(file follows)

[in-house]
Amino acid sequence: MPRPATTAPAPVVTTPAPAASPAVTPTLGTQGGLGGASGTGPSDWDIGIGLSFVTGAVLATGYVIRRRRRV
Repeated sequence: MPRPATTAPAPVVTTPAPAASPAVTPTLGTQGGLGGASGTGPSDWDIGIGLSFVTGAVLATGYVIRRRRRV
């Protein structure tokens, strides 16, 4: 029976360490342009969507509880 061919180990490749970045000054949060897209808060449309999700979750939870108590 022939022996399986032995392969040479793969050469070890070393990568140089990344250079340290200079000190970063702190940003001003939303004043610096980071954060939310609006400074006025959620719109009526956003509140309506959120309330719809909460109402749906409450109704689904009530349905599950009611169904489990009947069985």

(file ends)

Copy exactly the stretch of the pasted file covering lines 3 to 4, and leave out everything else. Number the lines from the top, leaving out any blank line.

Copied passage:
Repeated sequence: MPRPATTAPAPVVTTPAPAASPAVTPTLGTQGGLGGASGTGPSDWDIGIGLSFVTGAVLATGYVIRRRRRV
């Protein structure tokens, strides 16, 4: 029976360490342009969507509880 061919180990490749970045000054949060897209808060449309999700979750939870108590 022939022996399986032995392969040479793969050469070890070393990568140089990344250079340290200079000190970063702190940003001003939303004043610096980071954060939310609006400074006025959620719109009526956003509140309506959120309330719809909460109402749906409450109704689904009530349905599950009611169904489990009947069985």